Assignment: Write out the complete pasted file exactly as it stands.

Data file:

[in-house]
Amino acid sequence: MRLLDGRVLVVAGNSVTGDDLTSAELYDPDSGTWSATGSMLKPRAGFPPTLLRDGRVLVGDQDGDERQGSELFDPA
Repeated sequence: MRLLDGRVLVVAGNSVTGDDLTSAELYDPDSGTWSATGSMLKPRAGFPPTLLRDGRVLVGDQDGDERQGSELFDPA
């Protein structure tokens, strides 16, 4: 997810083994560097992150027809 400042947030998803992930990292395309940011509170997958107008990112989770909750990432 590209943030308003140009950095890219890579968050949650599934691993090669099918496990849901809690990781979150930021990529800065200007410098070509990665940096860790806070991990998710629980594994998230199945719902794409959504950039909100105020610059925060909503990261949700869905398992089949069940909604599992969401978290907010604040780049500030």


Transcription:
[in-house]
Amino acid sequence: MRLLDGRVLVVAGNSVTGDDLTSAELYDPDSGTWSATGSMLKPRAGFPPTLLRDGRVLVGDQDGDERQGSELFDPA
Repeated sequence: MRLLDGRVLVVAGNSVTGDDLTSAELYDPDSGTWSATGSMLKPRAGFPPTLLRDGRVLVGDQDGDERQGSELFDPA
């Protein structure tokens, strides 16, 4: 997810083994560097992150027809 400042947030998803992930990292395309940011509170997958107008990112989770909750990432 590209943030308003140009950095890219890579968050949650599934691993090669099918496990849901809690990781979150930021990529800065200007410098070509990665940096860790806070991990998710629980594994998230199945719902794409959504950039909100105020610059925060909503990261949700869905398992089949069940909604599992969401978290907010604040780049500030």